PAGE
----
We have a new teller machine that we are about to make available for use. It is a virtual teller machine (VTM) where customers will be able to access a teller via video chat. The debit card would only be used for identification purposes, if at all. Sometimes, they can just verify their identity through the video chat, though. Do the Reg. E error procedure rules apply?
Not necessarily – no. For the rules to apply, there would need to be an electronic fund transfer (EFT). In order for there to be an EFT, in the situation of a VTM, there would need to be an electronic terminal, telephone, computer, or magnetic tape. Although, this is not a totally settled point in the law, it is our interpretation that a VTM would not fall under the definition of “electronic terminal” nor “computer” for purposes of Reg. E. Further, the official commentary to Reg. E expressly excludes teller operated machines where an access device is used for ID purposes only as an “EFT.” So, there would be no EFT in this situation of a VTM. Thus, because the error resolution procedures of Reg. E (§ 1005.11) apply to EFTs, the rules encapsulated in § 1005.11 do not apply.
12 CFR § 1005.11(a)(1):
“(a) Definition of error.
(1) TYPES OF TRANSFERS OR INQUIRIES COVERED.
(i) An unauthorized electronic fund transfer;
(ii) An incorrect electronic fund transfer to or from the consumer's account;
(iii) The omission of an electronic fund transfer from a periodic statement;
(iv) A computational or bookkeeping error made by the financial institution relating to an electronic fund transfer;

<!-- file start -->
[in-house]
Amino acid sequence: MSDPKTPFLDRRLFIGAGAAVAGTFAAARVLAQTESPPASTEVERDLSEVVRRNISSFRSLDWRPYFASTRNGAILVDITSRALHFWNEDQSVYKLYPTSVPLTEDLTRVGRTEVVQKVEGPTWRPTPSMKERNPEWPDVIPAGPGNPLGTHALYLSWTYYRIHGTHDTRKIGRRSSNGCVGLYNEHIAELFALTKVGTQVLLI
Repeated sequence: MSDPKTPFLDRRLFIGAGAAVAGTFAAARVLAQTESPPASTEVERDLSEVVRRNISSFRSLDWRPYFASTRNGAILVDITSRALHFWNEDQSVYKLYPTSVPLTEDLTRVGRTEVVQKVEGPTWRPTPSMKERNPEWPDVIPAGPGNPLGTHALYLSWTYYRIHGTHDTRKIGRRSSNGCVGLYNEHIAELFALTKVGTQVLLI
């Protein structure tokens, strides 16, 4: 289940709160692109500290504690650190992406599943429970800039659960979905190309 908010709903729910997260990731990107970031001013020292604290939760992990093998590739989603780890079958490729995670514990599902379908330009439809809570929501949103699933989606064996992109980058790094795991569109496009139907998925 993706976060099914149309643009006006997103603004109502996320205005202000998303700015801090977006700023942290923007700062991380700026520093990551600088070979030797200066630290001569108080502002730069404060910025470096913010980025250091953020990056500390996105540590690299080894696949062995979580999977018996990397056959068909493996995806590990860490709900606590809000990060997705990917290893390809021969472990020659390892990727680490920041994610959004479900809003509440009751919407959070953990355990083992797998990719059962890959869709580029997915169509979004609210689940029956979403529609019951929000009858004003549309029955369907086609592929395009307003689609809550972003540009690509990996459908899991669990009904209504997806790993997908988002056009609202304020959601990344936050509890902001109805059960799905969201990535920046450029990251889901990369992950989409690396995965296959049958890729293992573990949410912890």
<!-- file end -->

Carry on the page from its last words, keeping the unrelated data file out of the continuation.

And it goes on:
(v) The consumer's receipt of an incorrect amount of money from an electronic terminal;
(vi) An electronic fund transfer not identified in accordance with § 1005.9 or § 1005.10(a); or
(vii) The consumer's request for documentation required by § 1005.9 or § 1005.10(a) or for additional information or clarification concerning an electronic fund transfer, including a request the consumer makes to determine whether an error exists under paragraphs (a)(1)(i) through (vi) of this section.”
12 CFR § 1005.3(b)(1):
The term “electronic fund transfer” means any transfer of funds that is initiated through an electronic terminal, telephone, computer, or magnetic tape for the purpose of ordering, instructing, or authorizing a financial institution to debit or credit a consumer's account. The term includes, but is not limited to: …”
12 CFR § 1005.2(h)-3:
“A terminal or other computer equipment operated by an employee of a financial institution is not an electronic terminal for purposes of the regulation. However, transfers initiated at such terminals by means of a consumer's access device (using the consumer's PIN, for example) are EFTs and are subject to other requirements of the regulation. If an access device is used only for identification purposes or for determining the account balance, the transfers are not EFTs for purposes of the regulation.”
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